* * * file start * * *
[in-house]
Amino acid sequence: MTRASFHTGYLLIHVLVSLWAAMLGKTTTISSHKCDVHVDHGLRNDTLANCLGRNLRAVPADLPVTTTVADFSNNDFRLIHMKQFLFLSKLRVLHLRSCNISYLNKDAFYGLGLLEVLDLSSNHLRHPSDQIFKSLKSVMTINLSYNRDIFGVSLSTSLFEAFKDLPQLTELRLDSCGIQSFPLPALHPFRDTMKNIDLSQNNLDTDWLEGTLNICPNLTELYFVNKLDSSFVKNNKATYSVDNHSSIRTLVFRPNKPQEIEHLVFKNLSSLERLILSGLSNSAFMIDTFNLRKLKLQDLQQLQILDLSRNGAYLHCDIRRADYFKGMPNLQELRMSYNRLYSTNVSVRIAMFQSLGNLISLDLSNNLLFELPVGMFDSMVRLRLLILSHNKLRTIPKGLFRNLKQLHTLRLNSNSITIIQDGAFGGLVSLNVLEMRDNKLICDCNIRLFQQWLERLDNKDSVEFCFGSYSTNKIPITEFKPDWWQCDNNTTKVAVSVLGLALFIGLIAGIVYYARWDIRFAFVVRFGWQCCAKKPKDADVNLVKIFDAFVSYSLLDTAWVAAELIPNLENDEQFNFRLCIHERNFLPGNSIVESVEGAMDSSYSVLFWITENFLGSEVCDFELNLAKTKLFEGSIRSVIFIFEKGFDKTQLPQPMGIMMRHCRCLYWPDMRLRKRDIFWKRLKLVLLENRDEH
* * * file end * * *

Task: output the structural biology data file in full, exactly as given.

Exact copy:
[in-house]
Amino acid sequence: MTRASFHTGYLLIHVLVSLWAAMLGKTTTISSHKCDVHVDHGLRNDTLANCLGRNLRAVPADLPVTTTVADFSNNDFRLIHMKQFLFLSKLRVLHLRSCNISYLNKDAFYGLGLLEVLDLSSNHLRHPSDQIFKSLKSVMTINLSYNRDIFGVSLSTSLFEAFKDLPQLTELRLDSCGIQSFPLPALHPFRDTMKNIDLSQNNLDTDWLEGTLNICPNLTELYFVNKLDSSFVKNNKATYSVDNHSSIRTLVFRPNKPQEIEHLVFKNLSSLERLILSGLSNSAFMIDTFNLRKLKLQDLQQLQILDLSRNGAYLHCDIRRADYFKGMPNLQELRMSYNRLYSTNVSVRIAMFQSLGNLISLDLSNNLLFELPVGMFDSMVRLRLLILSHNKLRTIPKGLFRNLKQLHTLRLNSNSITIIQDGAFGGLVSLNVLEMRDNKLICDCNIRLFQQWLERLDNKDSVEFCFGSYSTNKIPITEFKPDWWQCDNNTTKVAVSVLGLALFIGLIAGIVYYARWDIRFAFVVRFGWQCCAKKPKDADVNLVKIFDAFVSYSLLDTAWVAAELIPNLENDEQFNFRLCIHERNFLPGNSIVESVEGAMDSSYSVLFWITENFLGSEVCDFELNLAKTKLFEGSIRSVIFIFEKGFDKTQLPQPMGIMMRHCRCLYWPDMRLRKRDIFWKRLKLVLLENRDEH